McGinn’s 28 percent puts him more than 10 points below the worst “winning” primary performance in recent years. In fact, his primary performance is worse than most of those in our sample who went on to lose the general. Of the five losers in our sample (those incumbents who advanced to the general, but lost reelection), the average primary performance was 37 percent; their median performance was 39.

In fact, McGinn’s 28 percent outperforms only one incumbent in our sample—then-city council member Judy Nicastro limped through the primary with 25 in 2003, in the midst of the Strippergate scandal. And now we have octogenarian Jean Godden on council.

But Ed  Only Got 30 Percent! 

How does challenger Ed Murray’s 30 percent compare to the performance of our comparison challengers? For starters, remember that we already said that McGinn is the only incumbent to have finished second in the primary, so in every case our comparable challengers had fewer primary votes than the incumbent. Meanwhile, Murray is making history by finishing first (ballots yet to be tallied could still mathematically put him in second, but that's unlikely).

So we’re not expecting our challengers to have put up big numbers in the primary—and they haven't. Probably not surprisingly, the top-ranked challengers who ultimately defeated the incumbent fared better in the primary than those challengers who went on to lose in the general. Losing challengers averaged 26.5 percent in the primary, with a median of 25.5 percent. “Winning” challengers averaged 30 percent in the primary—the same percentage as Ed Murray.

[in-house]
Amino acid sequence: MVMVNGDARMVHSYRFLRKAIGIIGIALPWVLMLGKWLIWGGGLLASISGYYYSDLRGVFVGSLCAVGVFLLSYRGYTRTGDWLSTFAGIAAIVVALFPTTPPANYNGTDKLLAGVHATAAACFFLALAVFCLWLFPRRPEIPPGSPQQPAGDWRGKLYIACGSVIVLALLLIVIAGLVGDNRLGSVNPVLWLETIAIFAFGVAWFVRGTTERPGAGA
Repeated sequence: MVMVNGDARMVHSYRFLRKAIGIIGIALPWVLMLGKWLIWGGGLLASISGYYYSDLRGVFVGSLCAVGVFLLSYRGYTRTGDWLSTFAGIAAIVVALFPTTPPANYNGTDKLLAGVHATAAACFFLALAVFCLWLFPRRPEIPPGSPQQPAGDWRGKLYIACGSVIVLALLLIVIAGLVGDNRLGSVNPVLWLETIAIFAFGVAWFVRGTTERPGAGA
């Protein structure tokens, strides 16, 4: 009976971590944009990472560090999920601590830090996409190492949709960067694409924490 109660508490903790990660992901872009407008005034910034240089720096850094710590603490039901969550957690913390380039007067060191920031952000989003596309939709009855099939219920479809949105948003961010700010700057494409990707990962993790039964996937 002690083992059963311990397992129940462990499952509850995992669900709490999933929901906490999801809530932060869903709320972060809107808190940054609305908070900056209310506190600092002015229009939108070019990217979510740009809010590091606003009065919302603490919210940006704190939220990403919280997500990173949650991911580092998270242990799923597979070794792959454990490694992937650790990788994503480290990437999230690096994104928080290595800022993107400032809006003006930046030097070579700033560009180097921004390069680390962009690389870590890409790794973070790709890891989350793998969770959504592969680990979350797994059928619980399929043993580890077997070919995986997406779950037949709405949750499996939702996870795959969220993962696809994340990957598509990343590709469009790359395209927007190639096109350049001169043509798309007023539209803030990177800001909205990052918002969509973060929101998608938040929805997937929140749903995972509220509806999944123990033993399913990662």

“Objects in Rear-View Mirror Are Closer than They Appear”

Another trend that popped in our examination of the 11 comparable races is that those incumbents who go on to lose their re-election had a narrower spread between themselves and their top challenger in the primary than that of incumbents who ultimately won. Incumbents who scored below 50 percent in the primary but won reelection outperformed their top-ranked challenger in the primary by an average of 16.83 points.

Compare that to the incumbents who went on to lose—heir top challengers were on average only 7.2 percent behind them in the primary. McGinn wishes Murray was 7.2 percent behind him. Instead of warily eyeing Murray from his rear-view mirror, McGinn has to take an unprecedented view over his handlebars to see his challenger out in front of him.

Gains in the General Favor the Challenger

With the lesser candidates swept away, the race narrows to a two-person battle in the general. As a result, both candidates will see significant percentage gains over their performance in the primary.  McGinn’s 28 percent in the primary is by no means a ceiling. Murray will not pick up all of the anti-McGinn votes in the primary and win with 72 percent.  So what should they expect to gain?  

It is fair to categorize our 11 sample incumbents as “weak.” After all, they failed to achieve 50 percent in the primary despite incumbency. While both incumbent and challenger are expected to make percentage gains in the general, the gains historically favor challengers over “weak” incumbents. The average improvement in the general by a “weak” incumbent in our sample was 11.9 percent, whereas top-ranked challengers to those incumbents improved by an average of 19.27 percent in the general.

No election is “average”; every race is unique.  Something unprecedented could happen in this general election—just as something unprecedented already occurred in the primary.  But it’s always best to have a firm understanding of the past when you’re arguing with your friends and enemies over predictions for the future.